Charles Darwin made frequent reference to his “theory”, and in his time it was a theory in Sense 2: a hypothesis whose supporting evidence at the time persuaded some scientists but by no means all. In the succeeding century and a half it has moved from Sense 2 to Sense 1, indicating that there is a continuum, in this case historically traceable, between Sense 2 and Sense 1. Nowadays no knowledgeable scientist has any doubt of the fact of evolution: it is an indisputable fact that we share common ancestors with our cousin gorilla, and with our more distant cousin kangaroo.
Some scientists speak of the fact of evolution, as distinct from Darwin’s hypothesis of its mechanism (natural selection). They would relegate natural selection, but not evolution itself, to a Sense 2 theory. Others feel that natural selection is so well established as the only known mechanism for producing adaptive evolution that its historical progression from Sense 2 to Sense 1 is now almost as complete as that of evolution itself.
In our tussles with creationists it is evolution itself rather than natural selection that bears the brunt of their attacks. So we can set aside the status of natural selection and concentrate on the fact of evolution as something so firmly established by evidence that to deny it would be perverse. It is a fact, beyond all reasonable dispute, that if you trace your ancestry and your dog’s ancestry backwards you’ll eventually hit a common ancestor. It is a fact, beyond reasonable dispute, that when you eat fish and chips you are eating distant cousin fish and even more distant cousin potato.
Confusion of a different kind is introduced by those who agree to abandon “theory of evolution” but try to replace it by “law of evolution.” It is far from clear that evolution is a law in the sense of Newton’s Laws or Kepler’s Laws or Boyle’s Law or Snell’s Law. These are mathematical relationships, generalisations about the real world that are found to hold true when measurements are made. Evolution is not a law in that sense (although particular generalisations such as Dollo’s Law and Cope’s Law have been somewhat dubiously introduced into the corpus of Darwinian theory). Moreover, “Law of Evolution” conjures up unfortunate associations with grandiose overgeneralisations linking biological evolution, cultural evolution, linguistic evolution, economic evolution and evolution of the universe. So please, don’t make matters worse by turning evolution into a law.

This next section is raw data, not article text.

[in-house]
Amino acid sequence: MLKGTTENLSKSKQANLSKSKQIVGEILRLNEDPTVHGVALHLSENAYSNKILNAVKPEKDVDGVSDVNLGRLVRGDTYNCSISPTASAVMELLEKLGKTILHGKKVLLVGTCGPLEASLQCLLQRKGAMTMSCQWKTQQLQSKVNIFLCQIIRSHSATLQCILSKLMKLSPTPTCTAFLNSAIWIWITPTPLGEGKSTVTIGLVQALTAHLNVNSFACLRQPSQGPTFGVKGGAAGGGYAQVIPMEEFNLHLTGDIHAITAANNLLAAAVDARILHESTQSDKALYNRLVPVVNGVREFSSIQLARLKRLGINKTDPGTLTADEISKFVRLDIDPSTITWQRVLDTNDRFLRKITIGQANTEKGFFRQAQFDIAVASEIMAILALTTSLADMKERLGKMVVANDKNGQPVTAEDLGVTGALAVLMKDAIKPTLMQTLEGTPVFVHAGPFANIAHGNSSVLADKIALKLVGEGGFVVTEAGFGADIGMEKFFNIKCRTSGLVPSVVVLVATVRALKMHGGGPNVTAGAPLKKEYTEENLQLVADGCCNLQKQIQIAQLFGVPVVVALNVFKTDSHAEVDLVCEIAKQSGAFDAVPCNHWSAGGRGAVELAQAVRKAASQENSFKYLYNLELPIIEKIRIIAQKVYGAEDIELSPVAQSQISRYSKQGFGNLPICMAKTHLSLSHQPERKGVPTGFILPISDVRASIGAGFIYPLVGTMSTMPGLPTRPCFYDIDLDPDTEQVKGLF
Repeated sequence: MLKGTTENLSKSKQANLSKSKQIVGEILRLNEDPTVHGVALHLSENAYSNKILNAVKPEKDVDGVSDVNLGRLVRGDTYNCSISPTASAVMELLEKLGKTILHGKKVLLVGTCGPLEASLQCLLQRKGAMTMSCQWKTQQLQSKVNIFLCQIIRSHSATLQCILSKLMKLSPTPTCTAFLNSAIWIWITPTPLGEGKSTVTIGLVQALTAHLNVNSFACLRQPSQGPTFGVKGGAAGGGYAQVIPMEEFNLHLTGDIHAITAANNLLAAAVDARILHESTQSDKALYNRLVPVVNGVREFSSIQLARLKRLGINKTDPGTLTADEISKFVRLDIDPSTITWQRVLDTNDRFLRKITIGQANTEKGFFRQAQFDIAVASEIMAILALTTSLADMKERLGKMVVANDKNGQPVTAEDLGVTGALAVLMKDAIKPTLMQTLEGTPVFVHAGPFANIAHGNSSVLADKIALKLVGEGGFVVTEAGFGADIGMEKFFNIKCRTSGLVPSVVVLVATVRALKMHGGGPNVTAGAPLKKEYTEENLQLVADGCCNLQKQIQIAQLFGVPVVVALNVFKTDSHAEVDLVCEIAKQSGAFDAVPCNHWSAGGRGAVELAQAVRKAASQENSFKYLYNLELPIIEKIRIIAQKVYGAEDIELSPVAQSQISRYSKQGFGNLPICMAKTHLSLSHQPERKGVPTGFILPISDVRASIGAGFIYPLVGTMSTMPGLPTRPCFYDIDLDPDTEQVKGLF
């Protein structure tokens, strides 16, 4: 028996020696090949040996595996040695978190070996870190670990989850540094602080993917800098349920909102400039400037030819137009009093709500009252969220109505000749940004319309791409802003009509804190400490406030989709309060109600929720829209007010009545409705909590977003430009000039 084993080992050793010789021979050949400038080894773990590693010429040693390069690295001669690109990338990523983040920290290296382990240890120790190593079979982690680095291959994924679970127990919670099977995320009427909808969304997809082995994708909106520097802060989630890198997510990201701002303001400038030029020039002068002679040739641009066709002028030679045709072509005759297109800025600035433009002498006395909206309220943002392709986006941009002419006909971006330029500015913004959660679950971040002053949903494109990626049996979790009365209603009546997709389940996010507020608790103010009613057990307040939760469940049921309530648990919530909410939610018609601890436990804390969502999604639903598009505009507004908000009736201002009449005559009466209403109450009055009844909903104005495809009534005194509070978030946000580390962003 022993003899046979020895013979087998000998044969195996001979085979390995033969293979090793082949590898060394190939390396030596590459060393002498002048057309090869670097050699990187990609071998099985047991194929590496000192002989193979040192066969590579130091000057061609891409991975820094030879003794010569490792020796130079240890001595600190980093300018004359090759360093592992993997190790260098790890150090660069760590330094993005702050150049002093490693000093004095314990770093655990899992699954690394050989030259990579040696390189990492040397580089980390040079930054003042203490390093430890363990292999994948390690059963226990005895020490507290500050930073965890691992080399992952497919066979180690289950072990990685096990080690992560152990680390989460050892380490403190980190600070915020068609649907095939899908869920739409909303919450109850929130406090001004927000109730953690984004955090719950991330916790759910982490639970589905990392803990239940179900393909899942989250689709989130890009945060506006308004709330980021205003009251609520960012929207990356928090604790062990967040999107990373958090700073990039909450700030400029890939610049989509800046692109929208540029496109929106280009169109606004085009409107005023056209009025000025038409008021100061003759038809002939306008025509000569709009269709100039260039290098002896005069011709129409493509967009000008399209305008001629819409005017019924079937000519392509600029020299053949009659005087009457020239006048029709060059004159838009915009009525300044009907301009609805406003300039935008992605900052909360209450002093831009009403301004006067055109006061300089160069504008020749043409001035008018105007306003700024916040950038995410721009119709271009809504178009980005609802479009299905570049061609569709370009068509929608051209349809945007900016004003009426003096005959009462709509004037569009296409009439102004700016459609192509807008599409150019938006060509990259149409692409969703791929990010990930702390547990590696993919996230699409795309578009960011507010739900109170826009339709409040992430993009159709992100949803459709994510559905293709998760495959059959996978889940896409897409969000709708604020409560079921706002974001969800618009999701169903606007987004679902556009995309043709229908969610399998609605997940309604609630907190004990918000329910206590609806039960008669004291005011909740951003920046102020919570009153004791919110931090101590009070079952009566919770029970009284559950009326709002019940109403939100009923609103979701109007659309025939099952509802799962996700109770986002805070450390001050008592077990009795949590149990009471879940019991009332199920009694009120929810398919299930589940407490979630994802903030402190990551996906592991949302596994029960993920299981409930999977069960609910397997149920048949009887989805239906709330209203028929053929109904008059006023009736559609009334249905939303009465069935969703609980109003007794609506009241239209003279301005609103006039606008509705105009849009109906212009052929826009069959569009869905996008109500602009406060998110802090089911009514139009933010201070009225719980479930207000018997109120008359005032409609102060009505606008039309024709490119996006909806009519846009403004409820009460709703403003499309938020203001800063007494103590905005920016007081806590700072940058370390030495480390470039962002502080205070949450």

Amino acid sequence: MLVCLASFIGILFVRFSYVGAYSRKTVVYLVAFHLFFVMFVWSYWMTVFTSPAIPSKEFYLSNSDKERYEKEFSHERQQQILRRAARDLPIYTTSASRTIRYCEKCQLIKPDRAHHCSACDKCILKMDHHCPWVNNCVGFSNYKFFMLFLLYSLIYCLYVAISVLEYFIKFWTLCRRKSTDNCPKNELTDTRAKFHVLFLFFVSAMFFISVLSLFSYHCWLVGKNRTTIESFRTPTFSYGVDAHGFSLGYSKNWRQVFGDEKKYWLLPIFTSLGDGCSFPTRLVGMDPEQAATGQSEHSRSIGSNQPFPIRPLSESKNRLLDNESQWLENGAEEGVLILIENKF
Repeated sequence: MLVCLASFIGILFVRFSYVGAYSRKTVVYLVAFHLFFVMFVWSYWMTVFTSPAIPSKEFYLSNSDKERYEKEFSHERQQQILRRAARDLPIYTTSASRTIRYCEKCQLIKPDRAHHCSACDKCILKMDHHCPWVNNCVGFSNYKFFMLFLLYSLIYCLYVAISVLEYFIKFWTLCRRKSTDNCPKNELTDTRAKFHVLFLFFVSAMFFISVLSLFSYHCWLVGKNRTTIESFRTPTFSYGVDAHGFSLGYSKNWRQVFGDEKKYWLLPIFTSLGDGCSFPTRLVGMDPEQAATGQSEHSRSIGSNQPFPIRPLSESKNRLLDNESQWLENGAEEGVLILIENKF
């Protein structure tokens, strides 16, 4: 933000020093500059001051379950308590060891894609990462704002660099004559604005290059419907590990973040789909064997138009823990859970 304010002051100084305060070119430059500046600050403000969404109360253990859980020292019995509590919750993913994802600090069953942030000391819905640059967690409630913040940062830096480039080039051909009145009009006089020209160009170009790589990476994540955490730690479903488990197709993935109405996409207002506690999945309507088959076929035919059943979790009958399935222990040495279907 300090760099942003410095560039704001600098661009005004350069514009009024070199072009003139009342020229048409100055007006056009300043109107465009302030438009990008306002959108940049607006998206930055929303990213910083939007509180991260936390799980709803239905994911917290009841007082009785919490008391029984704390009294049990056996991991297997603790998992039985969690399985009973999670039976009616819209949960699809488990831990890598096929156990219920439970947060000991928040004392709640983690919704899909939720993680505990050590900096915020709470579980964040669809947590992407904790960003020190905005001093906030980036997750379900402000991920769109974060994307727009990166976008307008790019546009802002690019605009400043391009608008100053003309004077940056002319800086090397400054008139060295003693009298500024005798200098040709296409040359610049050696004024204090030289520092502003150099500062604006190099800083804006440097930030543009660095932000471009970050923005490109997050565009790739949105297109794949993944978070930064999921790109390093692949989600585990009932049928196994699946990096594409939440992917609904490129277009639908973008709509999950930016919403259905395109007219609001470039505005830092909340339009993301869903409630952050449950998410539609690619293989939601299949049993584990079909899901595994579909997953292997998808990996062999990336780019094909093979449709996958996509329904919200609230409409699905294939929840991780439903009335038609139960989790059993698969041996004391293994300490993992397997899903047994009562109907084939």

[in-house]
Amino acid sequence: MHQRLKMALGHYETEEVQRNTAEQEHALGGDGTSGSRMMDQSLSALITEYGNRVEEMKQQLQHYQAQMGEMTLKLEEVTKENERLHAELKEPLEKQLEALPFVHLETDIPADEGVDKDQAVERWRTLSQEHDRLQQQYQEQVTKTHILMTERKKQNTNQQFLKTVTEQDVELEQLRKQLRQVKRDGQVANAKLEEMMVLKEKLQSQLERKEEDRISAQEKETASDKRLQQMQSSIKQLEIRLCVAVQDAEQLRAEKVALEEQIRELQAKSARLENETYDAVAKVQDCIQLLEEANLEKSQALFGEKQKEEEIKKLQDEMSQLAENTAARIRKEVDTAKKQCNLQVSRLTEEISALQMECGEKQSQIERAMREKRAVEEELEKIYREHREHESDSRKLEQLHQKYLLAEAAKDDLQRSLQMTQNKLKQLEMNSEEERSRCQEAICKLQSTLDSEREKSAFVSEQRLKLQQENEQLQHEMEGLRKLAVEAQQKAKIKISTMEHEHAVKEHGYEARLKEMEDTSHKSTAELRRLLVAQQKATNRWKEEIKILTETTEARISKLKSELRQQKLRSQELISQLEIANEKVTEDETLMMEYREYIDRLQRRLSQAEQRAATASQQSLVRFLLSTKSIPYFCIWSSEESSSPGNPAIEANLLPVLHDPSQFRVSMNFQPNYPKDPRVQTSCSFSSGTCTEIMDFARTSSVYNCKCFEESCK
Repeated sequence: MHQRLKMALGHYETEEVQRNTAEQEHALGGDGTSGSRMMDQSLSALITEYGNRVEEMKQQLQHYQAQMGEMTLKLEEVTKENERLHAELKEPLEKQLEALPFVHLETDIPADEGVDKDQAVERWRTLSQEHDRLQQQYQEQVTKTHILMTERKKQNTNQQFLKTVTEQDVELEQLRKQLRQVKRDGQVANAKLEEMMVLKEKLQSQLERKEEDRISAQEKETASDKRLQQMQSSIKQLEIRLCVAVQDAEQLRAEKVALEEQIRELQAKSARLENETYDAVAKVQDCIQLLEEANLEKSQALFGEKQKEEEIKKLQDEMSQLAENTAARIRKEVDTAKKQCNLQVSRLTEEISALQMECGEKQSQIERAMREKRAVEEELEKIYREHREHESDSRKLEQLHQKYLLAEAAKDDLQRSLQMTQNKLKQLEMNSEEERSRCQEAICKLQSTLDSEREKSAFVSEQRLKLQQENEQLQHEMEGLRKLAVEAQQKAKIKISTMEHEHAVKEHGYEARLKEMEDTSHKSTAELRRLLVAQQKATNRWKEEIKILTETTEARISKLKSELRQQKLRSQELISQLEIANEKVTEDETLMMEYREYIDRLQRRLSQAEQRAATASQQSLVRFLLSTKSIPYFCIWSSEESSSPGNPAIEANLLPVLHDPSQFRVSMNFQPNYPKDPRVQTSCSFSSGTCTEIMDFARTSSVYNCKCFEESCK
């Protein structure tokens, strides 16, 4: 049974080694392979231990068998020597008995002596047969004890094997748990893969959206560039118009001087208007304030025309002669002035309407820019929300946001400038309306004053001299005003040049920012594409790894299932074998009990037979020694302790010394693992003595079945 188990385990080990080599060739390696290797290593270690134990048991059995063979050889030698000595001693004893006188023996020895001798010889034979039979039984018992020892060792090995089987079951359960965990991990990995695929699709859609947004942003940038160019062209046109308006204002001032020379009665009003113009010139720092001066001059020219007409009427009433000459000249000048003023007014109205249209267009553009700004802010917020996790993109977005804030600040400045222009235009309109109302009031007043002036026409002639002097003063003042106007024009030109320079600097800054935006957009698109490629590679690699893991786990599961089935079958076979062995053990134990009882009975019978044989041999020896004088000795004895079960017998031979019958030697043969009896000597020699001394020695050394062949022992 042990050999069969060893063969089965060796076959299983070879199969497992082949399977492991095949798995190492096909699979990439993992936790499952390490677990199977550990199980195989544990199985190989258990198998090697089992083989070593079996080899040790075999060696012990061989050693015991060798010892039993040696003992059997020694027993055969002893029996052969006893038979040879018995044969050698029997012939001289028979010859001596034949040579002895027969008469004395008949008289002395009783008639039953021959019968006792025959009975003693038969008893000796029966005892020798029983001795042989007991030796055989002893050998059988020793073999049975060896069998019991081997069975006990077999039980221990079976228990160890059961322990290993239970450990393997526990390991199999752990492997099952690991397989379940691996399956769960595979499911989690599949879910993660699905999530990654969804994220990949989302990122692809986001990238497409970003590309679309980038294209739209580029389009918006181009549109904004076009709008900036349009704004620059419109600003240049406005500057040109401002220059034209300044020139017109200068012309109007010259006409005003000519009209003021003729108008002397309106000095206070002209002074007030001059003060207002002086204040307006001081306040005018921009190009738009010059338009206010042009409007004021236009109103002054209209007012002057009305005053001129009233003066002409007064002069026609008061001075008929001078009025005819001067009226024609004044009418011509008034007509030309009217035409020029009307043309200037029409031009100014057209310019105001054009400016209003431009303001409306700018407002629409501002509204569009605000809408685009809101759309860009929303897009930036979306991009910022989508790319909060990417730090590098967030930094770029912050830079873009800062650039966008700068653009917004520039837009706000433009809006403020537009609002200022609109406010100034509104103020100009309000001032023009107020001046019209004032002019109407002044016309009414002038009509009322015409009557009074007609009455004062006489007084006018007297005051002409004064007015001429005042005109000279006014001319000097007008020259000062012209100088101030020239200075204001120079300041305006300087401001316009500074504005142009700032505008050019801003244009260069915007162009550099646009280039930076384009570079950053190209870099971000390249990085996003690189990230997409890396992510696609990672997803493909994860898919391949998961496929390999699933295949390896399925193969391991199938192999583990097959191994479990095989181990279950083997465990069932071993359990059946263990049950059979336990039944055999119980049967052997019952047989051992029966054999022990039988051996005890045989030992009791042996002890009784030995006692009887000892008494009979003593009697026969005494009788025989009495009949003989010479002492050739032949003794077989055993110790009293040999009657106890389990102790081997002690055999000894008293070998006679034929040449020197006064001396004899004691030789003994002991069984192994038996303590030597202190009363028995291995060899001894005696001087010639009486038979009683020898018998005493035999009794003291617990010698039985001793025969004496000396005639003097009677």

Let’s simply give up on trying to explain the special scientific meaning of “theory”. It is begging to be misunderstood by laymen eager to misunderstand, and even scientists are not consistent in their usage. The ordinary language meaning of “fact” (it is a fact that New Zealand is in the Southern Hemisphere) and the scientific meaning (the evidence for evolution is so strong that to withhold assent would be perverse) are close enough to obviate confusion in the mind of all but the most doggedly pedantic philosopher. By all means postpone for another day the question of whether natural selection is also a fact. For now, when arguing with creationists, let’s sweep confusion aside by means of a strategic retreat from the word “theory”. Let’s sacrifice a pawn for strategic advantage and hammer home a clear message that everyone can understand, and which is undeniably true in the everyday sense. Evolution is a fact.
Evolution is a fact.